Tuesday, December 19, 2017

Voyager, Season 5: Bride of Chaotica!

http://www.treknobabble.net/p/rating-system.htmlVoyager, Season 5
"Bride of Chaotica!"
Airdate: January 27, 1999
106 of 168 produced
105 of 168 aired


A race of aliens mistake Tom's Captain Proton holodeck stories for reality and attempt to enter it, stop Voyager in its tracks. Now the crew must work inside the story to defeat the villainous Chaotica!

 Chaotica penetrates the lightning shield for some inappropriate canoodling.


Kevin: This is a super fun episode, full stop. Unfortunately, just repeating, "Golly, this was fun!" is a boring review. I'm just prefacing that because my critique will appear harsher than I intend it to be. My critique of the episode centers on the that it takes a little too long for the fun to really get going, and that the thinness of the plot itself isn't quite compensated elsewhere as much as it should have been. It's almost halfway through the episode before we see Janeway in Chaotica drag, and the mechanics of the plot are just not enough to really sustain the episode on the way there. I draw a comparison to Rascals in the podcast, and I think it holds. Rascals has a PAINFULLY stupid set up, but it's dispensed with in the teaser. Once that's done, not only is the episode a delightful romp, the silliness is weighted by some great character work for those characters, verging on not just genuine character insight, but growth for Ro. I think had they managed to find a way to tell us something new about Paris or Janeway, it would really have bumped a delightful episode into a great episode.

Matthew: So yes, the first half of this episode is just pretty basic Voyager filler. They're caught in a region of space from which they can't move. This has been done several times in TNG (Booby Trap and The Loss spring to mind), and to better science fiction effect. It's not bad by any means, it's just ho-hum. The best bits are Tom and Harry playing Captain Proton. As you say, it really takes off when Janeway joins in (the whole conference room scene, in which Tom describes the scenario to a nonplussed Janeway, was gold). But overall the jokes and references are really excellent. Just to name a few: the "space acting" when Proton's ship is hit. The "same set" reference to Voyager's own "Planet Hell." The talk of recaps that are inaccurate (just like episode previews, yes?). So I don't think it should be said that the intro sequence is entirely bereft of fun.  It's only in comparison to the back half that it seems this way.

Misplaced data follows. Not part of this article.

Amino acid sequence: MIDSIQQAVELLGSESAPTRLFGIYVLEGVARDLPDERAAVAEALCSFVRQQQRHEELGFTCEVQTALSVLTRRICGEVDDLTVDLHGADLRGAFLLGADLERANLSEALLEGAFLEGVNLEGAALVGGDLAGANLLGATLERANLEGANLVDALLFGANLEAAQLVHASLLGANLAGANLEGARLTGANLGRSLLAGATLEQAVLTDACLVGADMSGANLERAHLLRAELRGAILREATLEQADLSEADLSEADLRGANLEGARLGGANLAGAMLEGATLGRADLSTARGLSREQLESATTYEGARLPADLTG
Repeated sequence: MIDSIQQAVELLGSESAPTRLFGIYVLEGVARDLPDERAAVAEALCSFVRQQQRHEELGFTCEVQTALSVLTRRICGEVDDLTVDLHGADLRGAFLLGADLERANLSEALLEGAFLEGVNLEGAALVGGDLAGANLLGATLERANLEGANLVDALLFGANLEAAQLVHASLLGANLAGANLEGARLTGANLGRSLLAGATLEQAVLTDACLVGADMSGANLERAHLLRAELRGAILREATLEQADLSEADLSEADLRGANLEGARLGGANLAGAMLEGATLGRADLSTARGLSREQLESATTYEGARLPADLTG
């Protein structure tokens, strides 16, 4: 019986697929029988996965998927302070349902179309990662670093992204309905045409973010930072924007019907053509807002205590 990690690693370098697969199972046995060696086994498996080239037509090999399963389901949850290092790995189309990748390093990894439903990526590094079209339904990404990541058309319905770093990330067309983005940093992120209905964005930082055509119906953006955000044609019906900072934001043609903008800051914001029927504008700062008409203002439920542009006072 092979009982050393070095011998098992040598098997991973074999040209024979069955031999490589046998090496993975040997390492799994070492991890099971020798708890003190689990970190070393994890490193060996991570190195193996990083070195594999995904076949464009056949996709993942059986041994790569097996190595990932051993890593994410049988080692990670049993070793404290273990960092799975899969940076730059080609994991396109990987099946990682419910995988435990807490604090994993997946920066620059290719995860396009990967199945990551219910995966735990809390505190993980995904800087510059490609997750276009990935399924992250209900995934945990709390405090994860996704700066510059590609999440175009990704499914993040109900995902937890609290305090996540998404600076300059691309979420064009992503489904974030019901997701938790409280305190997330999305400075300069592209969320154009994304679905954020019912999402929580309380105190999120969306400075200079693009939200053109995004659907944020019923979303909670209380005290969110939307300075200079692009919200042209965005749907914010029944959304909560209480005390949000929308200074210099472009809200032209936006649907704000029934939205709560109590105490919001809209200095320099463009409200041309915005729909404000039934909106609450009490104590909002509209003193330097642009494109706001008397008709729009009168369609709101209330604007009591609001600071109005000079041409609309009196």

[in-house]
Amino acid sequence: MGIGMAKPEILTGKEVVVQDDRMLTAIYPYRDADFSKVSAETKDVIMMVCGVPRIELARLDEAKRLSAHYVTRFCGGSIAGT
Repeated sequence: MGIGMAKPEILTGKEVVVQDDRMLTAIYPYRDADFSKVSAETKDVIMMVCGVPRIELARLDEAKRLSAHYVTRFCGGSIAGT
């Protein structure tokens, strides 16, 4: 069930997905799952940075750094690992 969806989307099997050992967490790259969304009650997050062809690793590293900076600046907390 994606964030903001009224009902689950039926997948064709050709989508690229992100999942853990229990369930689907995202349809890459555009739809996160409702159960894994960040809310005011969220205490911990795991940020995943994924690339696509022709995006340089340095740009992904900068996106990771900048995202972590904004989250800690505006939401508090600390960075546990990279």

Kevin: I don't have that much to add to what I've already said. I draw some serious questions about what the hell a photonic light form could be. On some basic level, not even the doctor is a photonic life form. He's a digital one that manifests one element of the program as a hologram. The 'guts' of what make him alive are in the circuits, not the projection. These, however, are tiny complaints in the face of the very charming love letter to cheesy sci-fi.

Matthew: The mechanics of how the "photonic life forms" were manifesting were mystifying. They say they can't "see" matter-based life forms. Okay.... but then how so they see anything on the holodeck, which replicates matter? Do they see it in some sort of "Matrix" kind of way, as code or something? Even still, how did they see the flesh-and-blood crew members who most definitely are not made of light? Why did they manifest in costume? The concept could have been interesting (in a "Flatland" kind of way, hey another way in which "The Loss" is superior!) but was a bit half baked. At the end of the day, it kind of doesn't matter, because I was wholly interested and engaged in the mechanics of the Chaotica plot. Deactivating the lightning shield, uncorking the pheromones, using stylized speech, yeah, it was just all super entertaining.